'It's about frickin' time': First legal cannabis store opens its doors in Burlington
Balloons spelling 'FINALLY' floated inside the store, a sentiment echoed by customers
A line of customers snaked outside of RELM Cannabis Co. in Burlington early Monday morning, the shoppers eagerly waiting up to an hour for it to open on the first day of legal retail pot sales in Ontario.
The Fairview Street location boasts 4,600-square-feet of retail space, a figure operator David Nguyen says makes it the biggest store currently open in the country.
It's also one of only nine stores across the province that managed to meet the government's April 1 deadline — making it the only location in the Halton and Hamilton area that's open for business.
"It feels great," said Nguyen. "We wanted to be first, or one of the first, because … this is making history being first in Ontario."
Inside the store was packed with customers speaking to staff about different strains and products.
Nguyen said he was going for an "Apple-store look" that offers buyers a clean, sleek, organized experience.
Here’s the view from inside. As you can see, there’s a bit of sense that this opening is overdue. <a href="https://twitter.com/hashtag/BurlON?src=hash&ref_src=twsrc%5Etfw">#BurlON</a> <a href="https://t.co/NBypfA5js5">pic.twitter.com/NBypfA5js5</a>—@DanTaekema
The interior is well-lit with bright, white walls. Black and white menus were posted on screens hanging from the wall, but the cannabis was kept behind brown wooden cabinets staff unlocked to serve those waiting for their purchases.
Golden party style balloon letters spelled out "FINALLY" against a back wall.
That sentiment was echoed by several customers who came through the doors of one of the province's long-awaited storefronts.
'Giddy' customers greet store
Linda Klein said she just came to get the lay of the land.
She's been using cannabis for years, but said her visit to RELM was aimed at learning a bit more about the types of products they offer. She plans to do some more research then come back to make some purchases.
Linda Klein just came to check out the store today. She plans to do some more research then come back to make a purchase. She sums up the way quite a few people are feeling today. <a href="https://twitter.com/hashtag/BurlON?src=hash&ref_src=twsrc%5Etfw">#BurlON</a> <a href="https://t.co/HYHFZgc74G">pic.twitter.com/HYHFZgc74G</a>—@DanTaekema
Klein said she likes the idea of being able to shop in a physical location rather than just order online, and she expects other customers will too.
"I think it's a great idea. It's about frickin' time."
Gord Nichol was one of the first people through the doors.
He said staff were nice and knowledgeable and helped him pick out a hand full of products including a few pre-rolled joints.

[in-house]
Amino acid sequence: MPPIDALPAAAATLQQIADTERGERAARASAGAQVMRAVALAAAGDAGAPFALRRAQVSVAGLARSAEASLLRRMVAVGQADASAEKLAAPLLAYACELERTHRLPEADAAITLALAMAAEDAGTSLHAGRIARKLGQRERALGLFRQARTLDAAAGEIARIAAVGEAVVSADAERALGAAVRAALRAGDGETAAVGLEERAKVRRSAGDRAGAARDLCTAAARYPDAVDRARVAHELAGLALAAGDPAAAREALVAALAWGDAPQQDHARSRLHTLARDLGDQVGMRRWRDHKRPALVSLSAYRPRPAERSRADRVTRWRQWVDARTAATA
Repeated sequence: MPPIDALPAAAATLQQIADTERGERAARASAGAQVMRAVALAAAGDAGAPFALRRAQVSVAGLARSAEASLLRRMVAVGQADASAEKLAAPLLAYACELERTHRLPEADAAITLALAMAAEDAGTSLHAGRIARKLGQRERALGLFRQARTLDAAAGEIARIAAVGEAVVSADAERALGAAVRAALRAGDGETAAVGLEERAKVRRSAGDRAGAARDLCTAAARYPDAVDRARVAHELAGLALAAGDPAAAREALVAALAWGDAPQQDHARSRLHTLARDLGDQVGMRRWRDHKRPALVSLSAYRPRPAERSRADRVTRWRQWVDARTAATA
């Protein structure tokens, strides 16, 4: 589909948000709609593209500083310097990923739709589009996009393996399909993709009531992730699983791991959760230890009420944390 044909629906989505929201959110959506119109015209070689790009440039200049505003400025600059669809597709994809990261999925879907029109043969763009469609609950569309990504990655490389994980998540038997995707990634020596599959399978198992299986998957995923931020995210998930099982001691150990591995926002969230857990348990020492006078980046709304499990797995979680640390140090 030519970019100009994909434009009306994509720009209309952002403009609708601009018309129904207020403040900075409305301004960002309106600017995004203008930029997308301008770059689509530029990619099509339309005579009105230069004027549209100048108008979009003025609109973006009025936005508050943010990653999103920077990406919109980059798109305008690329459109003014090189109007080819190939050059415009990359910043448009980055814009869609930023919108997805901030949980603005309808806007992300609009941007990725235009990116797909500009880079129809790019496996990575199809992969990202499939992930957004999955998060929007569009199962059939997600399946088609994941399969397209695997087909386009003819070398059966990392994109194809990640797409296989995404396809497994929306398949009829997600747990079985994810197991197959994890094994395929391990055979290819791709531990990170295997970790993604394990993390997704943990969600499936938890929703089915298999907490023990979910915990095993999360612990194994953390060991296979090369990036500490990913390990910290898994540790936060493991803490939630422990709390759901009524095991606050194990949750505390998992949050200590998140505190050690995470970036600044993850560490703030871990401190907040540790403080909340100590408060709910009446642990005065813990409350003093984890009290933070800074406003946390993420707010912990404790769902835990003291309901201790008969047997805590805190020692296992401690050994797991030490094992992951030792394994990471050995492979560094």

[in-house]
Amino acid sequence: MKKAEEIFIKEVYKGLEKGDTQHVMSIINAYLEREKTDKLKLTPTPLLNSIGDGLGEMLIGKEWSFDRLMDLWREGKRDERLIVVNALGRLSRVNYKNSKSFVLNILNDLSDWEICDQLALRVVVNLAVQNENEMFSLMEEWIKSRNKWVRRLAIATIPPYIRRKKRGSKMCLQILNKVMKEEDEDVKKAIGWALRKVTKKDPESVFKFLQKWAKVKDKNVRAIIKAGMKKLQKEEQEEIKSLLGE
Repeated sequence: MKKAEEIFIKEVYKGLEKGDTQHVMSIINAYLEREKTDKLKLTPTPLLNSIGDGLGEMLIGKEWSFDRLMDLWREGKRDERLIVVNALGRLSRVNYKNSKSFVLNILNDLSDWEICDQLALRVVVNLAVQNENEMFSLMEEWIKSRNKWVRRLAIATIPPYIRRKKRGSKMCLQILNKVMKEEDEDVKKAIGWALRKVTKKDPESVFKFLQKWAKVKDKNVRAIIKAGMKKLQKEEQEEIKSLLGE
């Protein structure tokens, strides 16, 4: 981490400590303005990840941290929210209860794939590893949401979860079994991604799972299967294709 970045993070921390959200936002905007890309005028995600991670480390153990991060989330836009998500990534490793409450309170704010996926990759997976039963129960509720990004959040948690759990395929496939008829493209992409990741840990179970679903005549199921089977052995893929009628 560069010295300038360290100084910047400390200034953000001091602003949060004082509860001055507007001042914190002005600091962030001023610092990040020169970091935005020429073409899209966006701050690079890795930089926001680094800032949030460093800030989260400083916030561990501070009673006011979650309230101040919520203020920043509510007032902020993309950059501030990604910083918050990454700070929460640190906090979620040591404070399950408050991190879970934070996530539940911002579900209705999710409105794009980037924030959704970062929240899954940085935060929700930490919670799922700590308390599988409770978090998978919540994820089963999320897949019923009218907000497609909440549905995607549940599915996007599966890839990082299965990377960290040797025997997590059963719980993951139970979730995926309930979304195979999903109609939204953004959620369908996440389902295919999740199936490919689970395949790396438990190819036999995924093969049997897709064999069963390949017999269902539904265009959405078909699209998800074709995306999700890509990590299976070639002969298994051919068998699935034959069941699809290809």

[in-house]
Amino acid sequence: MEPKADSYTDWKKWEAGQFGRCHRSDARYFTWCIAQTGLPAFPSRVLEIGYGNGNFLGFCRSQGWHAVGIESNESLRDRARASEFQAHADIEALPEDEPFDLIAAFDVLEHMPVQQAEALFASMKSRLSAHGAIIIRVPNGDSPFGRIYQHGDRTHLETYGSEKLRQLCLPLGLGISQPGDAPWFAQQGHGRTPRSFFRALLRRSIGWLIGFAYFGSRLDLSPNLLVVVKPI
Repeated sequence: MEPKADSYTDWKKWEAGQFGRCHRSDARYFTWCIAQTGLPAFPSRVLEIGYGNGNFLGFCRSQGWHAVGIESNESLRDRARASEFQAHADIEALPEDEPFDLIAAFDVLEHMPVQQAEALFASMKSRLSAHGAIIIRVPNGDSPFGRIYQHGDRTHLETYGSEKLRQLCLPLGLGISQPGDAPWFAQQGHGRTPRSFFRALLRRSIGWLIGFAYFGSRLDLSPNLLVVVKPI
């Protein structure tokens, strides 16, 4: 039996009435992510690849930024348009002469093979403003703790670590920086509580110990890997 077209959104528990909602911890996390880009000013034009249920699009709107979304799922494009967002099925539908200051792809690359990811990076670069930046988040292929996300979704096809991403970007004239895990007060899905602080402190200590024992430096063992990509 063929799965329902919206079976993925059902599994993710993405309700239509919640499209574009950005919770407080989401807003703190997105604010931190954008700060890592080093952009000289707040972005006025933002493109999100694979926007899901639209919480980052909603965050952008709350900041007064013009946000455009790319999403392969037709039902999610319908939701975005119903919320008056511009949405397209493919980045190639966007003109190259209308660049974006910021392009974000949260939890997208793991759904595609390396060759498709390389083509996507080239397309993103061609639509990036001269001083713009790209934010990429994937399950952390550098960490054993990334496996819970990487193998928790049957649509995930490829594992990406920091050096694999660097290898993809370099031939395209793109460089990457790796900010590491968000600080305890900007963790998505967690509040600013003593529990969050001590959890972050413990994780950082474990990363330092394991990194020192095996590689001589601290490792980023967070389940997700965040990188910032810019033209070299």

Here’s a look at what he picked up. <a href="https://twitter.com/hashtag/BurlON?src=hash&ref_src=twsrc%5Etfw">#BurlON</a> <a href="https://t.co/E1GfcCN0cy">pic.twitter.com/E1GfcCN0cy</a>—@DanTaekema
"I have my cannabis preferences, but I went in there with an open mind, I just wanted to get a little sampler of the products because I haven't ordered anything from the OCS yet," he explained.
"I'm a little giddy. I can't wait to go home and try it."
Lower prices needed to combat black market
Nichols said he was left "completely impressed" by his shopping experience.
The only problem he can see is prices will have to drop in order for legal sales to compete with the black market.
Nichols said some of the products at RELM were in the range of $15 per gram. He says he'd like to $6 or $7 per gram.
Art Jackes shared the same concern.
A medical marijuana user from Oakville, he said legal storefronts like RELM will mean easier access to cannabis for recreational users that could drive prices down.
Jackes also noted buying from a government-approved outlet comes with its own positives.
"It's always a pleasure to have something you know what you're getting."
The pickings were somewhat slim for wannabe cannabis customers across the province as less than half of the 25 stores the government had hoped would be open were ready as of April 1.
Nguyen said it was a challenge to sign a lease, complete construction, get inventory and hire staff within the tight deadline.
Getting ready even required him to call in contractors working on other jobs to be ready on time.
He had an interesting time opening a bank account too.
"They all charge a premium because of the word cannabis, which I understand, it's a relatively new grey-area market industry and they're just being cautious."
Still, looking at the lineup of customers Monday, Nguyen said his hard work seems to be paying off.
"This is beyond my imagination. I'm ecstatic, it's crazy."